NYTimes Shocked That People Write Blogs To Respond To Press Inaccuracies

from the they're-just-discovering-this-now? dept

DV Henkel-Wallace writes “The New York Times has an article expressing surprise that people who aren’t happy about articles blog about it, including full disclosure of interview transcripts and the like. As an article, that alone may not be so interesting. But although they tried to keep article somewhat neutral, it still reflects some shock that the gatekeepers don’t get to “keep the gate” as it were. The best quote:

“A newspaper reporter’s original article is likely to disappear from the free Web site after a few days and become inaccessible unless purchased from the newspaper’s archives, while the blogger’s version of events remains available forever.”

Somehow the Times failed to point out that the one-week limitation is in no way unfair: they choose to take their content offline!”


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Comments on “NYTimes Shocked That People Write Blogs To Respond To Press Inaccuracies”

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2 Comments
Bob says:

Correct

It’s a good idea, I completely agree with fact-checking, and bloggers’ right to do it. How long a site wants to hold on to its content is it’s own business, be it a blogger’s comments or a news site’s article.

I see no problem with it, although I would imagine only news sites that are intentionally dishonest or have an intent to mislead, or twist the truth, will not like it much.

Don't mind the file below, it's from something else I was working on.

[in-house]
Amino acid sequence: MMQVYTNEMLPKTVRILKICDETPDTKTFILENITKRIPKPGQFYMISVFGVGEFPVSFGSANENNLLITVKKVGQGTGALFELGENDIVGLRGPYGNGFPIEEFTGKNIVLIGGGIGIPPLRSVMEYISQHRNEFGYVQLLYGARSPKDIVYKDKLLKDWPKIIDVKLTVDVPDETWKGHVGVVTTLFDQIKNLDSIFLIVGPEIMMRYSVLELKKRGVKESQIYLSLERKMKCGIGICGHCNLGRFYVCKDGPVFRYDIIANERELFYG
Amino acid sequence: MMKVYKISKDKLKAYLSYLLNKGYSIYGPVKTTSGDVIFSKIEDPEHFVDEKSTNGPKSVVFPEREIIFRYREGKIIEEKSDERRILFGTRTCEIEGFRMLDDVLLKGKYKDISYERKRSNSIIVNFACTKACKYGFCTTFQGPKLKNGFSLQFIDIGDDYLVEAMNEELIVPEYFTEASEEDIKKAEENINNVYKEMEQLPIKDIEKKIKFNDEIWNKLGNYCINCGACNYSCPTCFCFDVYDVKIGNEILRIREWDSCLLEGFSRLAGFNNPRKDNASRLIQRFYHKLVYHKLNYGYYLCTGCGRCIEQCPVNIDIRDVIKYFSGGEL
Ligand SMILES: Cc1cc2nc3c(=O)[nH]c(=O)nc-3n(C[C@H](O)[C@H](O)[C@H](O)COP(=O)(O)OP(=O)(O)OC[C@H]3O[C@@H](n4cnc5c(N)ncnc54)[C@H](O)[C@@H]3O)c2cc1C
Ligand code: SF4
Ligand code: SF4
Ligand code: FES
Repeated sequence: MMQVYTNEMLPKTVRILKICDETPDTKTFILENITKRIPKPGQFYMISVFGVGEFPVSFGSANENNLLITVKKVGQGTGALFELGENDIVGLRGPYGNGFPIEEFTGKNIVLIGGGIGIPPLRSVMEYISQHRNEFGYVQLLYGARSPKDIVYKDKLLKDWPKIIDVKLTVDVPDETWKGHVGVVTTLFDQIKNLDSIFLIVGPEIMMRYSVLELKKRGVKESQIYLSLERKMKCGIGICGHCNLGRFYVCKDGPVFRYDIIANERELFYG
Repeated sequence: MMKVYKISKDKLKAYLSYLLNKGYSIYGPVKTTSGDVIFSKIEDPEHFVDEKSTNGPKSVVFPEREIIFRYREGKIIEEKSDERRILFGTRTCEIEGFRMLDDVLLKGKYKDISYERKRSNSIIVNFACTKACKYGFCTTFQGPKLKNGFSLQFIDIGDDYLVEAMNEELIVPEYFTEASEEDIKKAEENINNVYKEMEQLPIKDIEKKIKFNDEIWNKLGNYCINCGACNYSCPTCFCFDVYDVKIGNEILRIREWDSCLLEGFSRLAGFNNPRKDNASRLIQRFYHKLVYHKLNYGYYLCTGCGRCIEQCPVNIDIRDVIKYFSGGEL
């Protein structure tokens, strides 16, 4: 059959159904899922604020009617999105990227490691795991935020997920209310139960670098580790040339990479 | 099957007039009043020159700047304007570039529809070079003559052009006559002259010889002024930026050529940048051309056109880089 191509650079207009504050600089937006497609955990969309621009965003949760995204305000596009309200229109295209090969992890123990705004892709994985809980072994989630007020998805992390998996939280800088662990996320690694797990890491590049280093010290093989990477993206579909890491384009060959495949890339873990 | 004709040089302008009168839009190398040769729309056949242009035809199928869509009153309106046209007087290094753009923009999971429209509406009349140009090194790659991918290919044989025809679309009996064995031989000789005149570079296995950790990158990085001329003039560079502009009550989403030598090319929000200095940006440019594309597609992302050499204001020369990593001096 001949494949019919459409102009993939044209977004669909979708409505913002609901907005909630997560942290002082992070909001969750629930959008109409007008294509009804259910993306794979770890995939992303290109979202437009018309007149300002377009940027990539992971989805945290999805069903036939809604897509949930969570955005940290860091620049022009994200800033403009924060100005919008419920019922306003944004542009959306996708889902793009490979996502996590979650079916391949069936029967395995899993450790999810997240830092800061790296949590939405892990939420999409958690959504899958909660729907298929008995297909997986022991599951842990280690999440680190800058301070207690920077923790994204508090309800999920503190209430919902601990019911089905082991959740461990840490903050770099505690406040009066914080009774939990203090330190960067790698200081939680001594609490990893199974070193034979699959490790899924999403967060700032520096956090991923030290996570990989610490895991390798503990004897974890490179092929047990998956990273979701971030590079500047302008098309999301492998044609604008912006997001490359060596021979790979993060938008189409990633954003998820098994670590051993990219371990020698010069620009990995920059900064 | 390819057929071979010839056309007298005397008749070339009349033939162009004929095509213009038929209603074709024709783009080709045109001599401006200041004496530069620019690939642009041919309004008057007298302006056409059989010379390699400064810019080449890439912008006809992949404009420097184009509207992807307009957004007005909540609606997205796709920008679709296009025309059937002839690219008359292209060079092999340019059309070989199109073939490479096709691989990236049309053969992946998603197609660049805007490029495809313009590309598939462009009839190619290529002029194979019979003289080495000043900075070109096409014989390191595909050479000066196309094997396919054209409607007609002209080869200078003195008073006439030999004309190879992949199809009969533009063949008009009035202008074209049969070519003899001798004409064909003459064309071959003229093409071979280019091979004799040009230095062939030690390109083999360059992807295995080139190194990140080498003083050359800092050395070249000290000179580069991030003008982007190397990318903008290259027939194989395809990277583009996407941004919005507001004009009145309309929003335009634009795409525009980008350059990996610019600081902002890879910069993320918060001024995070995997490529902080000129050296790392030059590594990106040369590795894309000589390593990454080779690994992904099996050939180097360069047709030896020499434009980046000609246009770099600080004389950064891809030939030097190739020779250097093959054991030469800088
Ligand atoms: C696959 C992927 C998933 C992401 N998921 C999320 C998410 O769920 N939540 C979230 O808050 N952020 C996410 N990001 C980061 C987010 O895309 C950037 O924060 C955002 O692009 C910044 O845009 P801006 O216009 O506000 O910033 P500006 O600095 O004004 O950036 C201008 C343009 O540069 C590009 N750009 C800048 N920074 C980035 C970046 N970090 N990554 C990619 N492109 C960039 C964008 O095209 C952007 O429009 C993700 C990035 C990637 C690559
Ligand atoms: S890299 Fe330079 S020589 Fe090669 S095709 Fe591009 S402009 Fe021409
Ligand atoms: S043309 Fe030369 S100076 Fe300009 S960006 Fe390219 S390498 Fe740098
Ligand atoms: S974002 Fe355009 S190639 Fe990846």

If a news service is honest and has nothing to hide, why should they mind? They shouldn’t. The content that ‘hangs around’ on a bloggers site can be a credit to the news service, a reminder of its integrity over time.

Of course it can also remind us of untrustworthy behavior, but that is as it should be, it goes without saying that you should expect everything you do on the net to be recorded, the good and bad. You can’t erase with a magic wand your past misdeeds, you have to own up to them, learn, and live with them. A news site should get no preferential exception, as the rest of us don’t.

If a news site wants to charge for archived content, instead of making their viewpoint publicly accessible in the midst of a debate, then that’s their business.. and their loss.

Scott Duffy (user link) says:

Who has bias?

Having read the NYTimes article, I did not detect any bias from the author one way or another. The author was simply stating, “Several journalists are discovering that their interview subjects like to talk back on their own web sites. Here are a few examples.”

Your inaccurate title and description looks like a case of an Internet web site misrepresenting what the mainstream media is saying. How ironic!

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